New Financial Year: Are you investing in your communication to fail? Take the CommDiv test

New Financial Year: Are you investing in your communication to fail? Take the CommDiv test

July 12, 2016
What an insane few weeks it’s been! I’ve just returned from the Measurement and Evaluation Conference in New York (there I am!) and we’re now in July. Of course, that can only mean one thing: a New Financial Year is here!

 

In recent times, I have been looked at a little strangely for expressing my enthusiasm about the New Financial Year. Don’t get me wrong. I’m not expecting you to go out and party like it’s 1999 (I’m thinking about New Year celebrations here) but there’s something exciting to me about a fresh start. July means a clean financial slate and while so many organisations are already looking ahead and preparing for the festive season, it’s important to review your last financial year. Particularly in relation to your Communication/PR department.

Now, if you’re a CEO and organisational decision maker who got a little stuck on that last sentence, hear me out. Chances are, when you think of the notion of reviewing the last financial year, your mind may automatically leap to your financials and sales targets and so on. You’d be surprised at how many people I’ve worked with, who confess they’ve never seen a metrics report from their Communication/PR department. Typically, measurement and evaluation are missing,  with reports focusing instead on detailed descriptions of the success of the past month’s activities.

Have a think about some of the PR campaigns that have stuck in your mind recently. Off the top of my head, I can think of three very effective campaigns in particular:

  1. Metro Trains: Dumb Ways to Die – at the heart of this is a very serious issue around safety, however, by tapping into a catchy tune (it borders on annoying but it does its job in terms of sticking in your head) and cute animated characters, it achieves exactly what it’s meant to with the use of a little dark humour.
  2. Dove: Campaign for Real Beauty – soap: it’s not exactly the most exciting product to push to consumers but this clever campaign changes social perceptions in relation to beauty. Personally, I think it’s a real winner because every woman can relate to it.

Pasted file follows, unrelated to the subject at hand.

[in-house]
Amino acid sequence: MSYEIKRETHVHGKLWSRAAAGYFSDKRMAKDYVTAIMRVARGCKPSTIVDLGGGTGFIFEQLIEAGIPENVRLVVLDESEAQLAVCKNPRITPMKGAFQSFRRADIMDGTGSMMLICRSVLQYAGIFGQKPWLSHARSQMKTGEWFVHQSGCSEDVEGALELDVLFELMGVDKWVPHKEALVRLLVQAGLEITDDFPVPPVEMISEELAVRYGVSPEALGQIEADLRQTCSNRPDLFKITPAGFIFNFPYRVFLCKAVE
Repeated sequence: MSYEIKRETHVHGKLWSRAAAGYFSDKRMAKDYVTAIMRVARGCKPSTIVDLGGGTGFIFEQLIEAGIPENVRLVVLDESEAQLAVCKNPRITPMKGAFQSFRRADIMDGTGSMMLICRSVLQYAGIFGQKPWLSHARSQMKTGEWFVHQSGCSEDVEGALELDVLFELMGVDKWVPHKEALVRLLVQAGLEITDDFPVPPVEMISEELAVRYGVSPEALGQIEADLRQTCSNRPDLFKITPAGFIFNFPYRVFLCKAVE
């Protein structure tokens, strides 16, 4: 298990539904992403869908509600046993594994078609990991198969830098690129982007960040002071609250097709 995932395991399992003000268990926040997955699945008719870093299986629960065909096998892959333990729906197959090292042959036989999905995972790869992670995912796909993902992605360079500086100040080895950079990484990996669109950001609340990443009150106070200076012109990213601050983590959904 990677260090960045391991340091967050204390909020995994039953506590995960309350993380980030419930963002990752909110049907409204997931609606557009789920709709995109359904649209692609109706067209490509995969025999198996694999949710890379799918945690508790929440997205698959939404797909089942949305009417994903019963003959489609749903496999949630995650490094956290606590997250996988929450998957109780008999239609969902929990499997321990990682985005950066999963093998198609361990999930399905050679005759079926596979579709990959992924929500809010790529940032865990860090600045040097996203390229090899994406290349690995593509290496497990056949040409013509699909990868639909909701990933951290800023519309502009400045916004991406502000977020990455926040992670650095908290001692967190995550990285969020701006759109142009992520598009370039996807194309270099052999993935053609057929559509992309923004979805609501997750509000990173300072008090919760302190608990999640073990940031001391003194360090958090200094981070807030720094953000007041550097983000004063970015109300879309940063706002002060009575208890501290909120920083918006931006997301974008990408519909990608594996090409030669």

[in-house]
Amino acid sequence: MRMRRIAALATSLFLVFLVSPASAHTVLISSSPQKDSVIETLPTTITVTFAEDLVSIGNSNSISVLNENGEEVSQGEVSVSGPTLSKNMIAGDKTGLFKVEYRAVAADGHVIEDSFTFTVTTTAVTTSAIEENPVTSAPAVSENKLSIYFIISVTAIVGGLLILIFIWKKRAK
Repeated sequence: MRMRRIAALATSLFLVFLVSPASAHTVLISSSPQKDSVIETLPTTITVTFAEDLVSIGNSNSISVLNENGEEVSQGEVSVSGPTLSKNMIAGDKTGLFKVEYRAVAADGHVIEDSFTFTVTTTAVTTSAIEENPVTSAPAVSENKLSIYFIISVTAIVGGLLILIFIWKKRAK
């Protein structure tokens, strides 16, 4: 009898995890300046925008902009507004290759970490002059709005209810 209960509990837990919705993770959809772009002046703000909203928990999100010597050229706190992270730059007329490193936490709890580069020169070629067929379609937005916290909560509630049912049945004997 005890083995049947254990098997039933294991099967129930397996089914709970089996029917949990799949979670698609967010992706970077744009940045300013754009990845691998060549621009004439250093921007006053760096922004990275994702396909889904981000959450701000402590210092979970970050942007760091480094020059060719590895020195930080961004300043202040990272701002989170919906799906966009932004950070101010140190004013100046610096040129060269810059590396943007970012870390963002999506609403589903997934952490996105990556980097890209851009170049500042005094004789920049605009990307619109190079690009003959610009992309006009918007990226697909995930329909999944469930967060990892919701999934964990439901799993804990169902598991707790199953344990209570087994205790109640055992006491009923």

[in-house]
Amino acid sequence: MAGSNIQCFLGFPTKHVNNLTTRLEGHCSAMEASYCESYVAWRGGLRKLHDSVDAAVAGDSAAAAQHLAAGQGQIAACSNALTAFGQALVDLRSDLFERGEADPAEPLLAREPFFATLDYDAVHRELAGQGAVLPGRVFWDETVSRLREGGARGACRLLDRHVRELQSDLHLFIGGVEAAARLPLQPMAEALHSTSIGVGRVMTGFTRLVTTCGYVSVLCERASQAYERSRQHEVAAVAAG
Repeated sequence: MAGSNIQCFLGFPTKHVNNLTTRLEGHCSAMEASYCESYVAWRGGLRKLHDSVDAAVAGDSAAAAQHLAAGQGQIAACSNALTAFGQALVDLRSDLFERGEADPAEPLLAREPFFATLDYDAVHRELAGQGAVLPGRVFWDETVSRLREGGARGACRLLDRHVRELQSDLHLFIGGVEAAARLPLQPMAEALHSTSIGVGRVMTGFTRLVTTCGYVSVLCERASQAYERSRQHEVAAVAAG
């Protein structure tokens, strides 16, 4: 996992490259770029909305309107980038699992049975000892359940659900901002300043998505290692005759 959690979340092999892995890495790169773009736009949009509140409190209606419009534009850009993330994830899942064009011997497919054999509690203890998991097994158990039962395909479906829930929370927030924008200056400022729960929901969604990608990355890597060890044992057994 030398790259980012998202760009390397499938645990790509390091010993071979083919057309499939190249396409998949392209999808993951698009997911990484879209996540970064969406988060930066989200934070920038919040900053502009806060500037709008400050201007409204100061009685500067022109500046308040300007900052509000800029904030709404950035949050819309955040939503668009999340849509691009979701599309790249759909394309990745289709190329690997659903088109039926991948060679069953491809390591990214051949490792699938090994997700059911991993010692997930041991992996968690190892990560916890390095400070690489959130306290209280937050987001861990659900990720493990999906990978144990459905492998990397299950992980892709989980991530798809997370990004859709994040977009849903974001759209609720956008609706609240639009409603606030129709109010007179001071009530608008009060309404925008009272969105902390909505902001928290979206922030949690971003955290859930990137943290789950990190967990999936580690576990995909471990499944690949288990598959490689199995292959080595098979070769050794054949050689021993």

3. Apple: Get a Mac – Apple is notorious for its effective PR campaigns but this is the one that has probably etched itself in my mind most. “Are you a Mac or a PC?” The powerful Mac versus PC commercials have now led to people asking one another: so, are you a Mac or PC person? I don’t recall being asked this question before these advertisements hit the box.

Sure, I’ve picked some really standout examples here but what I’m going to share with you next would apply to smaller organisations and campaigns equally. It’s only through measurement and evaluation that Metro Trains, Dove or Apple would be able to determine the success of their campaign. There’s no doubt word of mouth is a great sign but each of these companies would have used SMART (Specific, Measurable, Achievable, Relevant, Time-bound) objectives to track each campaign. With supporting Communication/PR activity, there’s a good chance audiences won’t embrace the campaign’s call to action so unless you’re measuring and evaluating various elements, you’ll never be able to adapt what you’re doing so that you’re constantly experimenting and gradually improving.

As I often mention, I’ve been working with CEOs, organisational decision makers and Communication/PR professionals for over three decades now. And in that time, I’ve seen a lot of money being thrown away by team members busily engaging in a host of activities that for whatever reason, just aren’t working with the target market. Consider this amazing statistic:

Each year in Australia, organisations invest almost half a billion dollars on their public relations activities.

Here’s my question to you: how much of this activity is delivering value and where is the proof? Sadly, I’ve seen so many companies investing in their Communication/PR activities with what can only be described as a scatter gun approach.

Now that we’ve hit the New Financial Year, CEOs and organisational decision makers have the opportunity to implement systems that will assist with cash flow, budgeting as well as margins and profit. When it comes to your Communication/PR departments, you won’t be able to assess the situation until you start measuring and evaluating its activity. The Communication Dividend is here to help by allowing Communication/PR professionals to measure and evaluate their work so that they can present regular reports to CEOs and organisational decision makers in a way that outlines the department’s strengths and weaknesses. While you may not jump for joy at the thought of hearing about a department’s weaknesses, you need to be informed as to what they are before any action can be taken. Otherwise, you’re merely repeating behaviour that isn’t beneficial to anyone.

You can learn more about The Communication Dividend here but for now, we encourage you to take what we’re calling the Communication Measurement Challenge. After answering 10 simple questions, you’ll know if your organisation is successfully aligning its Business Strategy with your Communication/PR Strategy. Take the quiz now!

If you’d like to get in touch with the team, simply contact us and you’ll hear back from us as soon as possible.

By Deb Camden